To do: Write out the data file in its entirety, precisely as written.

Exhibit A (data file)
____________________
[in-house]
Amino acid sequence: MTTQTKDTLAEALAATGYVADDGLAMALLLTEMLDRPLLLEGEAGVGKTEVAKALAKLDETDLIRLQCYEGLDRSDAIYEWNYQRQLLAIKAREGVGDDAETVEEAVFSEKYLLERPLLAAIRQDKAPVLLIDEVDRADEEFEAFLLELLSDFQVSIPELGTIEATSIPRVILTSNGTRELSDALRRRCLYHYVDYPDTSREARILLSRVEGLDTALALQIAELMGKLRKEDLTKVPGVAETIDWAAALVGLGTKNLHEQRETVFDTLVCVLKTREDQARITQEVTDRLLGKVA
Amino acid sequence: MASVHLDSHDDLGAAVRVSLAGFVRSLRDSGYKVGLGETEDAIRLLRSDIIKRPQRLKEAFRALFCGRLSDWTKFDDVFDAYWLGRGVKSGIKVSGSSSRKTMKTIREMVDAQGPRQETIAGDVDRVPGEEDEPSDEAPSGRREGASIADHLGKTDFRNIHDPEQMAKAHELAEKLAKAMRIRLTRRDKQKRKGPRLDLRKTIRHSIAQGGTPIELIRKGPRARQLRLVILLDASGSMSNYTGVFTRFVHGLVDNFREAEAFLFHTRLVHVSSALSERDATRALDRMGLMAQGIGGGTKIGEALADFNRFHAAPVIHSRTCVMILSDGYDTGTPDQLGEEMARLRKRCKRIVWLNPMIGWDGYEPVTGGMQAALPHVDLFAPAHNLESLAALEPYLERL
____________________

[in-house]
Amino acid sequence: MTTQTKDTLAEALAATGYVADDGLAMALLLTEMLDRPLLLEGEAGVGKTEVAKALAKLDETDLIRLQCYEGLDRSDAIYEWNYQRQLLAIKAREGVGDDAETVEEAVFSEKYLLERPLLAAIRQDKAPVLLIDEVDRADEEFEAFLLELLSDFQVSIPELGTIEATSIPRVILTSNGTRELSDALRRRCLYHYVDYPDTSREARILLSRVEGLDTALALQIAELMGKLRKEDLTKVPGVAETIDWAAALVGLGTKNLHEQRETVFDTLVCVLKTREDQARITQEVTDRLLGKVA
Amino acid sequence: MASVHLDSHDDLGAAVRVSLAGFVRSLRDSGYKVGLGETEDAIRLLRSDIIKRPQRLKEAFRALFCGRLSDWTKFDDVFDAYWLGRGVKSGIKVSGSSSRKTMKTIREMVDAQGPRQETIAGDVDRVPGEEDEPSDEAPSGRREGASIADHLGKTDFRNIHDPEQMAKAHELAEKLAKAMRIRLTRRDKQKRKGPRLDLRKTIRHSIAQGGTPIELIRKGPRARQLRLVILLDASGSMSNYTGVFTRFVHGLVDNFREAEAFLFHTRLVHVSSALSERDATRALDRMGLMAQGIGGGTKIGEALADFNRFHAAPVIHSRTCVMILSDGYDTGTPDQLGEEMARLRKRCKRIVWLNPMIGWDGYEPVTGGMQAALPHVDLFAPAHNLESLAALEPYLERL